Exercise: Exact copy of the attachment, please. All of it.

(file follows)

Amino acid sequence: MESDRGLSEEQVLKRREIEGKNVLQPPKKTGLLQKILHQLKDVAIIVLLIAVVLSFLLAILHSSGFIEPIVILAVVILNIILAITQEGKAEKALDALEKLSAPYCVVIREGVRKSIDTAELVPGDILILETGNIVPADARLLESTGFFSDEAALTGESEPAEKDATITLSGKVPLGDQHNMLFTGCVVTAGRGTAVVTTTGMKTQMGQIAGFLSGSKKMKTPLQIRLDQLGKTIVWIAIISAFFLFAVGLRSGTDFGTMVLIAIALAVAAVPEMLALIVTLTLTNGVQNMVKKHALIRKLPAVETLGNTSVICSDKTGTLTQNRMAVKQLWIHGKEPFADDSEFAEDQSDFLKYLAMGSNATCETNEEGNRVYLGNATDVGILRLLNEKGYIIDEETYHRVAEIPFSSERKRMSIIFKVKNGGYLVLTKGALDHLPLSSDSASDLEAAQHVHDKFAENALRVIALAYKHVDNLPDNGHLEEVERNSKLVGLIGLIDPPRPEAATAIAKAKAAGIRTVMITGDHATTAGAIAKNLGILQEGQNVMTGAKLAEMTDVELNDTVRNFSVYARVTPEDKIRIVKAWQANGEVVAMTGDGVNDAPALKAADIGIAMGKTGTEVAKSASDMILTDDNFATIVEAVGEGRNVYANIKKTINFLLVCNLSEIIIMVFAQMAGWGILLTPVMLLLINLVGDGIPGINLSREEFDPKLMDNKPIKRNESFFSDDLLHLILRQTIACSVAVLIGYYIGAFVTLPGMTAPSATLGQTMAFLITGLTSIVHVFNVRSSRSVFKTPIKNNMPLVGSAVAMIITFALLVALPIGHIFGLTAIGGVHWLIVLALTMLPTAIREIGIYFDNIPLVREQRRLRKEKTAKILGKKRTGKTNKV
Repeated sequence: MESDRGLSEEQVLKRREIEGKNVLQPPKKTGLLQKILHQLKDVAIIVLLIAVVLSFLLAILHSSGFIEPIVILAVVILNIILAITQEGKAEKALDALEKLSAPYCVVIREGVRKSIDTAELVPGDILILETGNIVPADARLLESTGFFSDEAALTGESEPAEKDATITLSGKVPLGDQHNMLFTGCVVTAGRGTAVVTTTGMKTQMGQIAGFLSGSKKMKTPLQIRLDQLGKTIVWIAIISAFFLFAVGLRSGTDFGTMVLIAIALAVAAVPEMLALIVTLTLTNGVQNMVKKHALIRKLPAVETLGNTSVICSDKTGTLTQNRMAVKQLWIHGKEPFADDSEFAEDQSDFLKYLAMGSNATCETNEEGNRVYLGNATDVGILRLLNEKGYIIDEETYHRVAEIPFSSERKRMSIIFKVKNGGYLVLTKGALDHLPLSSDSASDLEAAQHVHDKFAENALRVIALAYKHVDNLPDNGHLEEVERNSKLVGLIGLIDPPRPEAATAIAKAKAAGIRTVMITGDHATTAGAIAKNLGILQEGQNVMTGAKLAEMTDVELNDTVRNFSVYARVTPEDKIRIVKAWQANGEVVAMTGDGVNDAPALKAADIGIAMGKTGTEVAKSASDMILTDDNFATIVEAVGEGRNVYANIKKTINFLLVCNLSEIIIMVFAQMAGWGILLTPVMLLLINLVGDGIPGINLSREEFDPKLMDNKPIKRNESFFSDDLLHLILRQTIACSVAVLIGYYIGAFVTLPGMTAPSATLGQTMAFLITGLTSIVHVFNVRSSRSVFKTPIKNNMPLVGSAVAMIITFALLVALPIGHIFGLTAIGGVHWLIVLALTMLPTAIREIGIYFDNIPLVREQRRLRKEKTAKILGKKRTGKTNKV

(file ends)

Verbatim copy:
Amino acid sequence: MESDRGLSEEQVLKRREIEGKNVLQPPKKTGLLQKILHQLKDVAIIVLLIAVVLSFLLAILHSSGFIEPIVILAVVILNIILAITQEGKAEKALDALEKLSAPYCVVIREGVRKSIDTAELVPGDILILETGNIVPADARLLESTGFFSDEAALTGESEPAEKDATITLSGKVPLGDQHNMLFTGCVVTAGRGTAVVTTTGMKTQMGQIAGFLSGSKKMKTPLQIRLDQLGKTIVWIAIISAFFLFAVGLRSGTDFGTMVLIAIALAVAAVPEMLALIVTLTLTNGVQNMVKKHALIRKLPAVETLGNTSVICSDKTGTLTQNRMAVKQLWIHGKEPFADDSEFAEDQSDFLKYLAMGSNATCETNEEGNRVYLGNATDVGILRLLNEKGYIIDEETYHRVAEIPFSSERKRMSIIFKVKNGGYLVLTKGALDHLPLSSDSASDLEAAQHVHDKFAENALRVIALAYKHVDNLPDNGHLEEVERNSKLVGLIGLIDPPRPEAATAIAKAKAAGIRTVMITGDHATTAGAIAKNLGILQEGQNVMTGAKLAEMTDVELNDTVRNFSVYARVTPEDKIRIVKAWQANGEVVAMTGDGVNDAPALKAADIGIAMGKTGTEVAKSASDMILTDDNFATIVEAVGEGRNVYANIKKTINFLLVCNLSEIIIMVFAQMAGWGILLTPVMLLLINLVGDGIPGINLSREEFDPKLMDNKPIKRNESFFSDDLLHLILRQTIACSVAVLIGYYIGAFVTLPGMTAPSATLGQTMAFLITGLTSIVHVFNVRSSRSVFKTPIKNNMPLVGSAVAMIITFALLVALPIGHIFGLTAIGGVHWLIVLALTMLPTAIREIGIYFDNIPLVREQRRLRKEKTAKILGKKRTGKTNKV
Repeated sequence: MESDRGLSEEQVLKRREIEGKNVLQPPKKTGLLQKILHQLKDVAIIVLLIAVVLSFLLAILHSSGFIEPIVILAVVILNIILAITQEGKAEKALDALEKLSAPYCVVIREGVRKSIDTAELVPGDILILETGNIVPADARLLESTGFFSDEAALTGESEPAEKDATITLSGKVPLGDQHNMLFTGCVVTAGRGTAVVTTTGMKTQMGQIAGFLSGSKKMKTPLQIRLDQLGKTIVWIAIISAFFLFAVGLRSGTDFGTMVLIAIALAVAAVPEMLALIVTLTLTNGVQNMVKKHALIRKLPAVETLGNTSVICSDKTGTLTQNRMAVKQLWIHGKEPFADDSEFAEDQSDFLKYLAMGSNATCETNEEGNRVYLGNATDVGILRLLNEKGYIIDEETYHRVAEIPFSSERKRMSIIFKVKNGGYLVLTKGALDHLPLSSDSASDLEAAQHVHDKFAENALRVIALAYKHVDNLPDNGHLEEVERNSKLVGLIGLIDPPRPEAATAIAKAKAAGIRTVMITGDHATTAGAIAKNLGILQEGQNVMTGAKLAEMTDVELNDTVRNFSVYARVTPEDKIRIVKAWQANGEVVAMTGDGVNDAPALKAADIGIAMGKTGTEVAKSASDMILTDDNFATIVEAVGEGRNVYANIKKTINFLLVCNLSEIIIMVFAQMAGWGILLTPVMLLLINLVGDGIPGINLSREEFDPKLMDNKPIKRNESFFSDDLLHLILRQTIACSVAVLIGYYIGAFVTLPGMTAPSATLGQTMAFLITGLTSIVHVFNVRSSRSVFKTPIKNNMPLVGSAVAMIITFALLVALPIGHIFGLTAIGGVHWLIVLALTMLPTAIREIGIYFDNIPLVREQRRLRKEKTAKILGKKRTGKTNKV